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Letter: Those of us who worked our way up from humble means prove it’s possible

The letter “Real solution to poverty is personal responsibility” by Gene Cobb in The Times on Oct. 17 is totally correct and I agree 100 percent. 

I started my life in a one-room log house with mud and straw walls, a sod roof and a dirt floor on a section of my grandfather’s land in the badlands near Grassy Butte, North Dakota. I attended public school in Killdeer, N.D. When I was 12, I worked for farmers and ranchers shocking fields of wheat for $1 an acre. In the winter, I worked for a rancher feeding his cattle and carry for the livestock for $50 a month plus room and board.

When I started high school, I played basketball and with encouragement from my coach began dreaming of a basketball scholarship. A disagreement between my dad and the coach ended that dream. I quit school. At the age of 17, I found myself in Japan and Korea. While in the military in Japan, I worked for and got my high school GED and started some college courses.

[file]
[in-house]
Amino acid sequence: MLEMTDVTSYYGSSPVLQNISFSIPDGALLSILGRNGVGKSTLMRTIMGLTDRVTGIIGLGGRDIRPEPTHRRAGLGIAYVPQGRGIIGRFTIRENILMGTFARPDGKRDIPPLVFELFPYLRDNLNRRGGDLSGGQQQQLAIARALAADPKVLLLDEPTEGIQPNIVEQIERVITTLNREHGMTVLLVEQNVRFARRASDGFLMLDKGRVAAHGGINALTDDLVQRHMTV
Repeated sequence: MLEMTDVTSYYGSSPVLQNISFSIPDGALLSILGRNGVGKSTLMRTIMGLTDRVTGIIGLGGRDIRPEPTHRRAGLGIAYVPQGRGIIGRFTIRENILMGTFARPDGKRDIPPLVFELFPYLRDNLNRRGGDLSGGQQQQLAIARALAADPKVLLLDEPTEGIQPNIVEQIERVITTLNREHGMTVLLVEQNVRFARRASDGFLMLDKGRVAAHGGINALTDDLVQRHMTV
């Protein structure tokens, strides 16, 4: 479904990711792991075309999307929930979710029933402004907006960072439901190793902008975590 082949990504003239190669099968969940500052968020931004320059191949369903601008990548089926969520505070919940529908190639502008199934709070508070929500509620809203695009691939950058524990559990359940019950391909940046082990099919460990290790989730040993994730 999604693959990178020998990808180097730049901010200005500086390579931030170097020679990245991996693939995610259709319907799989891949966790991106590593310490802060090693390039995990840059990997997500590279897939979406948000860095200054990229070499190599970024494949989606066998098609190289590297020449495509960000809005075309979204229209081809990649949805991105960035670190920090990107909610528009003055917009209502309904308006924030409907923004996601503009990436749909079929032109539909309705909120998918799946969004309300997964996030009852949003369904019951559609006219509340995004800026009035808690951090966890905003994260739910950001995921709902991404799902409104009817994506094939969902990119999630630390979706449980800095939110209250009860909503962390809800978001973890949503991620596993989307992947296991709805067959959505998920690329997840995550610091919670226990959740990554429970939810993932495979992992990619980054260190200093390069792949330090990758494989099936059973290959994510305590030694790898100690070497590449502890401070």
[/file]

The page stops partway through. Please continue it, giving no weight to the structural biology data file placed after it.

I came to Georgia in 1959, stationed at Fort Benning and Camp Merrill Ranger school in Dahlonega. After my discharge from the Army, I got a job at a poultry plant in Gainesville and worked and attended night classes at our local junior college. I started working with the USDA as a poultry products grader, advanced through the ranks to become a supervisor accepting positions and night shifts no one else wanted. I became a supervisor and was responsible for the supervision of poultry graders, shell egg graders and egg products inspection in four Southern states and Puerto Rico, St. Thomas and the U.S. Virgin Islands until my retirement in 1995. It took a personal effort to go from a one room cabin in North Dakota with dirt floors to being a supervisor for the USDA.

A friend has basically the same experience. He got up early, milked cows, delivered milk and eggs door to door, bought and sold fruit door to door in the summer and also worked in a poultry plant. He needed money for school. He continued his education, got his degree and worked in education for many years. Those years in education in Hall County influenced many young people. There are jobs and positions available out there for those willing to put forth the effort and are willing to work.

George Roshau


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